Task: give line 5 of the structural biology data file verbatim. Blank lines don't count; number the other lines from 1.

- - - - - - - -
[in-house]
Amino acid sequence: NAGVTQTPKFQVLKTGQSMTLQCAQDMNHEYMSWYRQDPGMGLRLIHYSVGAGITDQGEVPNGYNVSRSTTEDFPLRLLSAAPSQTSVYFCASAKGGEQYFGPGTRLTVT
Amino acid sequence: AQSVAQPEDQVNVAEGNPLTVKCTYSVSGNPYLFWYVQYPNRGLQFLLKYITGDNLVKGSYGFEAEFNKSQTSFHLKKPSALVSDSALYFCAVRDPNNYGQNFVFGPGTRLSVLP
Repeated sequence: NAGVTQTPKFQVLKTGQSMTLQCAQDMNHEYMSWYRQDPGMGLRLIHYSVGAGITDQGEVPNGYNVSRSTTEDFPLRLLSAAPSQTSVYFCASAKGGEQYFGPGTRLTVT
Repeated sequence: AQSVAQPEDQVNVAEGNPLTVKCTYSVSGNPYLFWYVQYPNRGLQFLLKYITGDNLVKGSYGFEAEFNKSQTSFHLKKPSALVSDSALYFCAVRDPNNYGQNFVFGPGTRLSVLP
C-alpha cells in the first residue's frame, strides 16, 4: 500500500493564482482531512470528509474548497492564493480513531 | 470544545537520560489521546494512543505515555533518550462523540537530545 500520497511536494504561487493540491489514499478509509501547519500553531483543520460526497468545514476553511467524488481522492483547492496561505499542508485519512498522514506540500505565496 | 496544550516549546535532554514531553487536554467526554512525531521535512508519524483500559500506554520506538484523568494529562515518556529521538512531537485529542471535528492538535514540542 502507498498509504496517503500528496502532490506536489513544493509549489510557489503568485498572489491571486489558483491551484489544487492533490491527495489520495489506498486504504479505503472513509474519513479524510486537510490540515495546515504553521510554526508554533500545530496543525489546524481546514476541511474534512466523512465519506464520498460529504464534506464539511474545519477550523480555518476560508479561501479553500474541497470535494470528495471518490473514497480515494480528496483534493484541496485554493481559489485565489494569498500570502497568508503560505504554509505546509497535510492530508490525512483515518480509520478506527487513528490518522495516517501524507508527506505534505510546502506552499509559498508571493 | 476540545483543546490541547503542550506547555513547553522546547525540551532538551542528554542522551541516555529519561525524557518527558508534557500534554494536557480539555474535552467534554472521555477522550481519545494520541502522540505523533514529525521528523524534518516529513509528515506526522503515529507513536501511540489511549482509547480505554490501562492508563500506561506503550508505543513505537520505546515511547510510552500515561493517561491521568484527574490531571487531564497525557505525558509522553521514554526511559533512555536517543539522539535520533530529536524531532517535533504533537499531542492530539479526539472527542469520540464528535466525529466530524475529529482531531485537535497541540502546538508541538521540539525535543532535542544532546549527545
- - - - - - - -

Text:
Repeated sequence: AQSVAQPEDQVNVAEGNPLTVKCTYSVSGNPYLFWYVQYPNRGLQFLLKYITGDNLVKGSYGFEAEFNKSQTSFHLKKPSALVSDSALYFCAVRDPNNYGQNFVFGPGTRLSVLP